GLOBAL MARKETS-European stocks drop as Omicron fears keep markets on edge
European stock indexes opened lower on Thursday, reversing gains from the previous session as a lack of information about the Omicron variant of COVID-19 left markets volatile, and as investors also bet on faster Fed tapering. Markets first dropped on fears over the Omicron variant on Friday last week, and since then have see-sawed as investors weighed up the possible impact of countries imposing new travel restrictions, amid signs that the new strain may be more contagious than previous variants.
European stock indexes opened lower on Thursday, reversing gains from the previous session as a lack of information about the Omicron variant of COVID-19 left markets volatile, and investors also bet on faster Fed tapering.
Markets first dropped on fears over the Omicron variant on Friday last week, and since then have see-sawed as investors weighed up the possible impact of countries imposing new travel restrictions, amid signs that the new strain may be more contagious than previous variants. On Wednesday, U.S. stocks started to bounce back but then fell after the first U.S. case of the variant was confirmed.
The key information investors are waiting for is whether the spread of the virus translates into higher hospitalizations and any comments from vaccine-makers on how well vaccines work against this variant. At 0849 GMT, the MSCI world equity index, which tracks shares in 50 countries, was down 0.2% on the day, having touched its lowest in 18 days.
Europe's Stoxx 600 was down 1.1%, mostly erasing gains from its recovery in the previous session as Europe caught up with Wall Street's latest move lower. But the index was still above the low it reached on Tuesday. Wall Street futures pointed to some recovery later in the session, with S&P 500 e-minis up 0.6%.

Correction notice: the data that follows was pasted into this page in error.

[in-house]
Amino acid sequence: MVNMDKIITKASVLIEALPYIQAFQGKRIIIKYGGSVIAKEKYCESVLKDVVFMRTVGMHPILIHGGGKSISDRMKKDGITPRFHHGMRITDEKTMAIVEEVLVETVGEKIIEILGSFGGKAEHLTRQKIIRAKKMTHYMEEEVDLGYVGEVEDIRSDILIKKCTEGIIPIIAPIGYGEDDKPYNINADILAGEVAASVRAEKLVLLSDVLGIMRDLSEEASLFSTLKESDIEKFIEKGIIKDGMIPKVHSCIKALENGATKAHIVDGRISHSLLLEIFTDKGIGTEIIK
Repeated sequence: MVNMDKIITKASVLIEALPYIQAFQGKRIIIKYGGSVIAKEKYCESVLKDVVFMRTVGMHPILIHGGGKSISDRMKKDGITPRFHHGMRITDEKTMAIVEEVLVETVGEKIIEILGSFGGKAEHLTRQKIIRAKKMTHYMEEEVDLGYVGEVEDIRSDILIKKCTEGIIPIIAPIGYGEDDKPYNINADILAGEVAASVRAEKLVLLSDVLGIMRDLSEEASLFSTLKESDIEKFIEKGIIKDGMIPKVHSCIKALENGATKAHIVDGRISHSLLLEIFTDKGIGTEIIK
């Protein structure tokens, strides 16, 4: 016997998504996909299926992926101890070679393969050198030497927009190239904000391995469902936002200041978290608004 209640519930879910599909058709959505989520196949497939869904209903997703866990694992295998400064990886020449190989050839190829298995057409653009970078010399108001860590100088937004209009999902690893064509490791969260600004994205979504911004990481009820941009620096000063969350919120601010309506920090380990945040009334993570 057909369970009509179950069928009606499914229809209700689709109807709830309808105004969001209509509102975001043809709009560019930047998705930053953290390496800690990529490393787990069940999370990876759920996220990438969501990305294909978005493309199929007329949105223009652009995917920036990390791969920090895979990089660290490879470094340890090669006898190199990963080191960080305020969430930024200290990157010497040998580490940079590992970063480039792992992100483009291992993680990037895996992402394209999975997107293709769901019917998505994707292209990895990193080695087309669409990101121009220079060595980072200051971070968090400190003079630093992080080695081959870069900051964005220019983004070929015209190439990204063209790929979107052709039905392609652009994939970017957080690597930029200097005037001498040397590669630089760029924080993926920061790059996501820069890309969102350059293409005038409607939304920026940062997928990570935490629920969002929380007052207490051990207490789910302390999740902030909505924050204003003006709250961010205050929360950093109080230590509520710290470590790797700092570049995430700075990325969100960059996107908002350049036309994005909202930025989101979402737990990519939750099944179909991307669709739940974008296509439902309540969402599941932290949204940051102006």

Also weighing on stock markets, and flattening the U.S. yield curve, were remarks by Federal Reserve Chair Jerome Powell, who said that he would consider a faster end to the Fed's bond-buying program, which could open the door to earlier interest rate hikes. In his second day of testimony in Congress on Wednesday, Powell reiterated that the U.S. central bank needs to be ready to respond to the possibility that inflation does not recede in the second half of next year.
"In this past what we've seen is central banks using COVID as an excuse to remain dovish, and what we're seeing is central banks turn hawkish despite rising concerns around COVID, so it is a bit of a shift in communication," said Mohammed Kazmi, portfolio manager at UBP. Long-term U.S. Treasury yields neared their lowest in a year late on Wednesday, with the U.S. 30-year yield touching its lowest since early January, as investors bet that early rate hikes would curb inflation.
The Omicron variant also hurt risk appetite, making the safe-haven bonds more attractive to investors, pushing yields down - although yields picked up again in early European trading. Volatility in equity markets as measured by the Vix, known as Wall Street's "fear index", hit its highest since February on Wednesday, before easing on Friday.
Currency market volatility also rose, with euro-dollar one-month volatility gauges below Monday's one-year peak but still at elevate levels. "Liquidity in some areas of the market is still quite poor as people grapple with this news and as we head towards year-end, a lot of it is really liquidity-driven, which is leading to some volatility," said UBP's Kazmi.
"Even in the most liquid market of the U.S. treasury market, we've seen some fairly large moves on very little newsflow at times." The dollar index was steady, at 96.02, while the euro was little changed at $1.13225.
The Australian dollar, which is seen as a liquid proxy for risk appetite, was flat at $0.711. Oil prices recovered somewhat from the previous session's lows, with Brent crude futures at $69.75 a barrel and U.S. West Texas Intermediate crude futures at $66.47.
(This story has not been edited by Devdiscourse staff and is auto-generated from a syndicated feed.)